Additive Manufacturing

Research Field Additive Manufacturing

The Group Additive Manufacturing (AM) is concerned with innovative methods of powder- and beam-based AM, the further development of AM processes and the development of special AM alloys. The focus is on selective electron beam melting (SEBM), selective laser melting (SLM) and laser metal deposition (LMD).

Mitarbeiterbild Fuad Osmanlic

Fuad Osmanlic, Dipl.-Phys.

Mitarbeiterfoto Florian Galgon

Florian Galgon, M.Sc.

Mitarbeiterbild Lucas Adler

Lucas Adler, M.Sc.

Mitarbeiterfoto Martin Gotterbarmen

Martin Gotterbarm, M.Sc.

Mitarbeiterfoto Ralf Guschelbauer

Ralf Guschlbauer, M.Sc.

Mitarbeiterfoto Christoph Pöbel

Christoph Pobel, M.Sc.

Mitarbeiterfoto Torsten Wolf

Torsten Wolf, M.Sc.

Mitarbeiterfoto Max Wormser

Maximilian Wormser, M.Sc.

Mitarbeiterfoto Soroush Momeni

Soroush Momeni, Dr.-Ing.

Mitarbeiterfoto Christopher Arnold

Christopher Arnold, M.Sc

Mitarbeiterfoto Julian Pistor

Julian Pistor, M.Sc

Mitarbeiterfoto Luis Morales

Luis Morales, M.Sc.

Mitarbeiterfoto Ning Luo

Ning Luo, M.Sc.

Journal Articles

Conference Contributions

Thesis

Project B2 explores selective electron beam melting, which belongs to the additive manufacturing technologies, for the processing of single-crystalline superalloys. Especially the potential of the inherent high cooling rates is investigated. These lead to an ultra-fine and directional solidified microstructure. The main challenge of this project is to develop innovative processing strategies based on a sound theoretical process understanding in order to produce crack-free and preferably single crystalline samples, also with higher geometric complexity.
 

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Selective electron beam melting represents an interesting alternative to laser melting in the field of powder-based additive manufacturing methods. The evacuated build chamber and the overall high performance allow for the production of components with excellent properties. The almost inertia free deflection and focusing of the electron beam by electromagnetic lenses facilitates extremely high construction speeds at very high precision levels.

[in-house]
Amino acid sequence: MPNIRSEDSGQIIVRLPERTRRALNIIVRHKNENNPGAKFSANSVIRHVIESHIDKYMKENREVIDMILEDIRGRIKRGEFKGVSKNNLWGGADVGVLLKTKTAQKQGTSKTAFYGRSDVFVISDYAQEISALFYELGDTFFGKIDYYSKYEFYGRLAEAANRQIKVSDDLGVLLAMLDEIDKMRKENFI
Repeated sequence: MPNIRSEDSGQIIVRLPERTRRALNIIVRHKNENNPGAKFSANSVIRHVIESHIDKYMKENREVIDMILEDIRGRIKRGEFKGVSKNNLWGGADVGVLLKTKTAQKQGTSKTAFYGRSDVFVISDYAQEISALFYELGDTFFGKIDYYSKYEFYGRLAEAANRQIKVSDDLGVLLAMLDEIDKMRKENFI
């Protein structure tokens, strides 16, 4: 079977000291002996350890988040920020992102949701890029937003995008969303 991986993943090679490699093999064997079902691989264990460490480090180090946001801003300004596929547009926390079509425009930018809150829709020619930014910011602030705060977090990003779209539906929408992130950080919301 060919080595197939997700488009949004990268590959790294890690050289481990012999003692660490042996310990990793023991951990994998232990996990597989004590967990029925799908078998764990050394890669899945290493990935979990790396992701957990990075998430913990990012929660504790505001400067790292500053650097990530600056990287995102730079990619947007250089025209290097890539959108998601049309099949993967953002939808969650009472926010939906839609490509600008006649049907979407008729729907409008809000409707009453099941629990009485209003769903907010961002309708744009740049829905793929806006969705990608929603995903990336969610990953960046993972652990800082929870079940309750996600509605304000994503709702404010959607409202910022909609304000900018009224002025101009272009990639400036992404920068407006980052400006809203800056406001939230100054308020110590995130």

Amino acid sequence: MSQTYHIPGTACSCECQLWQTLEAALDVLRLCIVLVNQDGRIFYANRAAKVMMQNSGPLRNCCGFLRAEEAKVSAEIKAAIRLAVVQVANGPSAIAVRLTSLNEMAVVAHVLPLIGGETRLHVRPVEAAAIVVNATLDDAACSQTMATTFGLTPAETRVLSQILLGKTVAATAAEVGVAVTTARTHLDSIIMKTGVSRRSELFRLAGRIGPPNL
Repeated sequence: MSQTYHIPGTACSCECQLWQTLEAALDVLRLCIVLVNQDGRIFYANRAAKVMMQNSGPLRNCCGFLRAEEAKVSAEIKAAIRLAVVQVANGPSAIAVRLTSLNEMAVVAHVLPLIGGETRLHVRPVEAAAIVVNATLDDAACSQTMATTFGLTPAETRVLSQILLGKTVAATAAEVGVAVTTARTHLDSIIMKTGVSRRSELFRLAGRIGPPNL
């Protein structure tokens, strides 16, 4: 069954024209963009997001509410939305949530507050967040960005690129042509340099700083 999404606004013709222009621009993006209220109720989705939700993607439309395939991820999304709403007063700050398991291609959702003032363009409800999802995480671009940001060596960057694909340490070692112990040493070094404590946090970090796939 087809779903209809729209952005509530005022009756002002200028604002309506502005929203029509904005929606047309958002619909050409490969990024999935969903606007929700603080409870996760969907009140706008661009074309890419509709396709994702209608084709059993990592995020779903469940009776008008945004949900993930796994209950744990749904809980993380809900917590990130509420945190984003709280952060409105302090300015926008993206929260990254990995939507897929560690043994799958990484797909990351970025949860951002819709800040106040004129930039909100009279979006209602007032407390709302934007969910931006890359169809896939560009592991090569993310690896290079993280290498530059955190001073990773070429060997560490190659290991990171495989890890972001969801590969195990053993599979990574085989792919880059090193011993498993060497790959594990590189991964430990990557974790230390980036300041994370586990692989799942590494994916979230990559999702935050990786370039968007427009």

This project has the goal to optimize electron beam properties and to provide a better understanding of the melting process and of other influences in order to tap the full potential of this process, both with regard to energy input and process speed.   Here, process monitoring plays an important role. Process influences, such as temperature distribution, scanning strategies, and electron beam properties are investigated using both a thermal and a high-speed camera.  In addition, the existing field of parameters will be expanded to include high scanning rates (up to 10 m/s). The influence of powder properties, e.g., particle size distribution and bulk density, different scanning strategies, e.g., the multi-beam strategy, will be evaluated in order to tailor component properties.

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The basic mechanisms that are essential in the powder based selective beam melting process are poorly understood. Most of the existing analytical and numerical models describing the process of consolidation in a homogenized image, i.e. individual powder particles are not resolved. This approach is suitable for information on averages, but cannot capture the local influence of the powder, i.e. the powder size distribution, the stochastic effect of the powder bed, the wetting of the powder by the melt and the formation of the melt. The actual selective melting process and thereby acting mechanisms can only be understood on the scale of the powder particles, with the help of numerical simulation on the mesoscopic scale. The aim of this project is to provide a numerical tool for mesoscopic simulation of selective beam melting and to use it to develop innovative process strategies. The mesoscopic scale allows the prediction of defects, surface quality and accuracy of the structure for different materials as a function of material parameters (powder form, bulk density, ...) and the process parameters (beam shape, energy per unit length, speed, ...).